Xerox chairman and chief executive Ursula Burns has said that the group may make further acquisitions to boost its production inkjet business. Ms Burns made the announcement as she opened the new Inkjet Innovation Centre.
Xerox acquired Impika in February 2013, and has now made a further multi-million dollar investment in expanding the company’s facility in the south of France.
Ms Burns noted that the $21.4bn turnover technology and services giant intended to capitalise on the double-digit growth in production inkjet printing to build a business that rivals its xerography operation.
High-end production printing kit accounted for 21 per cent of all the company’s document technology division during the last year.
Ms Burns said:
“We need to build the same depth of portfolio in inkjet as we have in xerography,”
"We could have thrown a lot of money at building it up from scratch, but we didn’t have to. Impika was a great fit and we’ll do that [acquire] every single time if we have the chance. It jump started us in the marketplace.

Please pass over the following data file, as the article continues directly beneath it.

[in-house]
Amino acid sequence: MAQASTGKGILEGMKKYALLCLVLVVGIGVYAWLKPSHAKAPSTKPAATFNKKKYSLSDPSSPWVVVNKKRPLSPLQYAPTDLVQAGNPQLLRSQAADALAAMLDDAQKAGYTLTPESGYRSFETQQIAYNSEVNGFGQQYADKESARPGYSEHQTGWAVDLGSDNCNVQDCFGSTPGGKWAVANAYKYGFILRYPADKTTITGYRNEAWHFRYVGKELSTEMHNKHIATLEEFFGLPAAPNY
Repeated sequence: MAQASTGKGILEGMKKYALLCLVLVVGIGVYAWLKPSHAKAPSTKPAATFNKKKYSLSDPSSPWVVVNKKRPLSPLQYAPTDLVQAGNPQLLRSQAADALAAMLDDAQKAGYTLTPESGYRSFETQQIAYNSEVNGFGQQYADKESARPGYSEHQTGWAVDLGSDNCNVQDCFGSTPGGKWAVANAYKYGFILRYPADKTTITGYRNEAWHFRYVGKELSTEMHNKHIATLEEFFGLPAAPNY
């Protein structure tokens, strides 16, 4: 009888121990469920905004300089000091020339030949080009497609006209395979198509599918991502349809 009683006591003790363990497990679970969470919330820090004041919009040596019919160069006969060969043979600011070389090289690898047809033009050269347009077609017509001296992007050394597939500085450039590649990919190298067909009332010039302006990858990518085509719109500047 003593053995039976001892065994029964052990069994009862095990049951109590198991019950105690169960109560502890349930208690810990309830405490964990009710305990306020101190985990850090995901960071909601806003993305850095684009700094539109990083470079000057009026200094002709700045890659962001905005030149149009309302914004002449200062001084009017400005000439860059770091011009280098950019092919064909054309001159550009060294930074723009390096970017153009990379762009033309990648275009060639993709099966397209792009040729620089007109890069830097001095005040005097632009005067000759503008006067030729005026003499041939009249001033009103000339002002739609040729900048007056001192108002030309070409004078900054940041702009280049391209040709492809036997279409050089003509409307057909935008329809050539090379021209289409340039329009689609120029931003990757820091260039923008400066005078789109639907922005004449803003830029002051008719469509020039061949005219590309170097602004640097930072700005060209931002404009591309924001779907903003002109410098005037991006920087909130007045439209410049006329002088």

“As we continue to grow, change and diversify our business you should not be surprised about us acquiring capabilities.”
Jeff Jacobson, the chief operating officer of Xerox Technology, said that the group was intent on achieving market leadership in production print across both toner and inkjet systems.
“We want to become number one overall in the commercial graphics space,” he said.
Impika currently makes use of Panasonic and Kyocera print heads, but there were hints that they may begin to develop their own print head manufacturer. The opening of the new facility was combined with a two-day inkjet summit attended by people across Europe.
Impika’s own product line-up includes a number of different drop-on-demand inkjet systems that can be configured as hybrid and overprinting systems, or complete presses, and to work with various types of ink. Xerox now has more than 200 people working in its inkjet business worldwide.